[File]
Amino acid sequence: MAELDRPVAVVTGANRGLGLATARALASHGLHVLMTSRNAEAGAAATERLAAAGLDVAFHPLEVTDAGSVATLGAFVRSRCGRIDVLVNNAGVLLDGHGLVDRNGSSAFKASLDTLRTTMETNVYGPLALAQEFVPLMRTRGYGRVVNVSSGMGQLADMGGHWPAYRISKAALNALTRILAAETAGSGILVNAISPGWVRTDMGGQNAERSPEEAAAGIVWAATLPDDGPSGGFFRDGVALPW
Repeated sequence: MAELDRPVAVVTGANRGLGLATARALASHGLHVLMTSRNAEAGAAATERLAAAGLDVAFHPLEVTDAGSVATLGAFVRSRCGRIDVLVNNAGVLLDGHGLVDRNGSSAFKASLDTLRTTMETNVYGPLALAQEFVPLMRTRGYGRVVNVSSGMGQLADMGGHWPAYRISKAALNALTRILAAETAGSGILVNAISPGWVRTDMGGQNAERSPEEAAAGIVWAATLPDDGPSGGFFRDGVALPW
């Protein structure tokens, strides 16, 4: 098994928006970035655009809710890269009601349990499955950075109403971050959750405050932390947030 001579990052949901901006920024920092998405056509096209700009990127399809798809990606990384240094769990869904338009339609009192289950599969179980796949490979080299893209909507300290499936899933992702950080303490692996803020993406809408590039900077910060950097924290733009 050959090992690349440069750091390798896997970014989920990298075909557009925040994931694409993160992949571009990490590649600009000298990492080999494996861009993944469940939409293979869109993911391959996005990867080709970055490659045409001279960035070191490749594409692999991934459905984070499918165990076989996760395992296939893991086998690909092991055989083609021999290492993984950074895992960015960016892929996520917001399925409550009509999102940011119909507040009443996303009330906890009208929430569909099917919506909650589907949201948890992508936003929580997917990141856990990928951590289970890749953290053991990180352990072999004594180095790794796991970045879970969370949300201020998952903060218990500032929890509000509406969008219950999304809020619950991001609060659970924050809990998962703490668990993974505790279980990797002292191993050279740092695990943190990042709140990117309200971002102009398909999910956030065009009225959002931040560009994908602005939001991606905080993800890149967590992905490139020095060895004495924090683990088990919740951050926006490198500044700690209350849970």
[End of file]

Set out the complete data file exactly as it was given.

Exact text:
Amino acid sequence: MAELDRPVAVVTGANRGLGLATARALASHGLHVLMTSRNAEAGAAATERLAAAGLDVAFHPLEVTDAGSVATLGAFVRSRCGRIDVLVNNAGVLLDGHGLVDRNGSSAFKASLDTLRTTMETNVYGPLALAQEFVPLMRTRGYGRVVNVSSGMGQLADMGGHWPAYRISKAALNALTRILAAETAGSGILVNAISPGWVRTDMGGQNAERSPEEAAAGIVWAATLPDDGPSGGFFRDGVALPW
Repeated sequence: MAELDRPVAVVTGANRGLGLATARALASHGLHVLMTSRNAEAGAAATERLAAAGLDVAFHPLEVTDAGSVATLGAFVRSRCGRIDVLVNNAGVLLDGHGLVDRNGSSAFKASLDTLRTTMETNVYGPLALAQEFVPLMRTRGYGRVVNVSSGMGQLADMGGHWPAYRISKAALNALTRILAAETAGSGILVNAISPGWVRTDMGGQNAERSPEEAAAGIVWAATLPDDGPSGGFFRDGVALPW
């Protein structure tokens, strides 16, 4: 098994928006970035655009809710890269009601349990499955950075109403971050959750405050932390947030 001579990052949901901006920024920092998405056509096209700009990127399809798809990606990384240094769990869904338009339609009192289950599969179980796949490979080299893209909507300290499936899933992702950080303490692996803020993406809408590039900077910060950097924290733009 050959090992690349440069750091390798896997970014989920990298075909557009925040994931694409993160992949571009990490590649600009000298990492080999494996861009993944469940939409293979869109993911391959996005990867080709970055490659045409001279960035070191490749594409692999991934459905984070499918165990076989996760395992296939893991086998690909092991055989083609021999290492993984950074895992960015960016892929996520917001399925409550009509999102940011119909507040009443996303009330906890009208929430569909099917919506909650589907949201948890992508936003929580997917990141856990990928951590289970890749953290053991990180352990072999004594180095790794796991970045879970969370949300201020998952903060218990500032929890509000509406969008219950999304809020619950991001609060659970924050809990998962703490668990993974505790279980990797002292191993050279740092695990943190990042709140990117309200971002102009398909999910956030065009009225959002931040560009994908602005939001991606905080993800890149967590992905490139020095060895004495924090683990088990919740951050926006490198500044700690209350849970």